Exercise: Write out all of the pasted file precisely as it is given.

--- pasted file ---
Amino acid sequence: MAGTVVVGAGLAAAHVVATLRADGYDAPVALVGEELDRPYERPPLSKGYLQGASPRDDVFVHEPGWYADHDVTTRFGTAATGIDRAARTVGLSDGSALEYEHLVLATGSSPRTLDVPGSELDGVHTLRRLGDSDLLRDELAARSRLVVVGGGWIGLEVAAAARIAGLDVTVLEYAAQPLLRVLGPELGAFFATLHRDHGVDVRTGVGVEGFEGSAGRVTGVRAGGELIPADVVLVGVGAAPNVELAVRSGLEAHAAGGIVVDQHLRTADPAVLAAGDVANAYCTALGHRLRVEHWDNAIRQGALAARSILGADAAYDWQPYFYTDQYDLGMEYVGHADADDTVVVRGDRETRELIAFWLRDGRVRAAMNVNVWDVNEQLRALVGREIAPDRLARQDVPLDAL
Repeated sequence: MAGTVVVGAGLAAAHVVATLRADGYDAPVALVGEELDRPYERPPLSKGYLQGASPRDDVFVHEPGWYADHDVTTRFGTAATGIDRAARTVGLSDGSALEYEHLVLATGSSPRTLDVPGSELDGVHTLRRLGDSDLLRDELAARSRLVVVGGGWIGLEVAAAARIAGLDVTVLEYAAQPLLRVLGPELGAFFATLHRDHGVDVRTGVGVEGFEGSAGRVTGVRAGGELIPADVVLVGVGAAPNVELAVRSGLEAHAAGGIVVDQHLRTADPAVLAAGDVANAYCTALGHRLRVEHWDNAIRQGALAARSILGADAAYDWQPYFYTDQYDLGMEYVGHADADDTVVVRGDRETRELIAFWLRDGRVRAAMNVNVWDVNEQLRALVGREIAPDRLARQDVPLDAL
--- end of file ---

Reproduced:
Amino acid sequence: MAGTVVVGAGLAAAHVVATLRADGYDAPVALVGEELDRPYERPPLSKGYLQGASPRDDVFVHEPGWYADHDVTTRFGTAATGIDRAARTVGLSDGSALEYEHLVLATGSSPRTLDVPGSELDGVHTLRRLGDSDLLRDELAARSRLVVVGGGWIGLEVAAAARIAGLDVTVLEYAAQPLLRVLGPELGAFFATLHRDHGVDVRTGVGVEGFEGSAGRVTGVRAGGELIPADVVLVGVGAAPNVELAVRSGLEAHAAGGIVVDQHLRTADPAVLAAGDVANAYCTALGHRLRVEHWDNAIRQGALAARSILGADAAYDWQPYFYTDQYDLGMEYVGHADADDTVVVRGDRETRELIAFWLRDGRVRAAMNVNVWDVNEQLRALVGREIAPDRLARQDVPLDAL
Repeated sequence: MAGTVVVGAGLAAAHVVATLRADGYDAPVALVGEELDRPYERPPLSKGYLQGASPRDDVFVHEPGWYADHDVTTRFGTAATGIDRAARTVGLSDGSALEYEHLVLATGSSPRTLDVPGSELDGVHTLRRLGDSDLLRDELAARSRLVVVGGGWIGLEVAAAARIAGLDVTVLEYAAQPLLRVLGPELGAFFATLHRDHGVDVRTGVGVEGFEGSAGRVTGVRAGGELIPADVVLVGVGAAPNVELAVRSGLEAHAAGGIVVDQHLRTADPAVLAAGDVANAYCTALGHRLRVEHWDNAIRQGALAARSILGADAAYDWQPYFYTDQYDLGMEYVGHADADDTVVVRGDRETRELIAFWLRDGRVRAAMNVNVWDVNEQLRALVGREIAPDRLARQDVPLDAL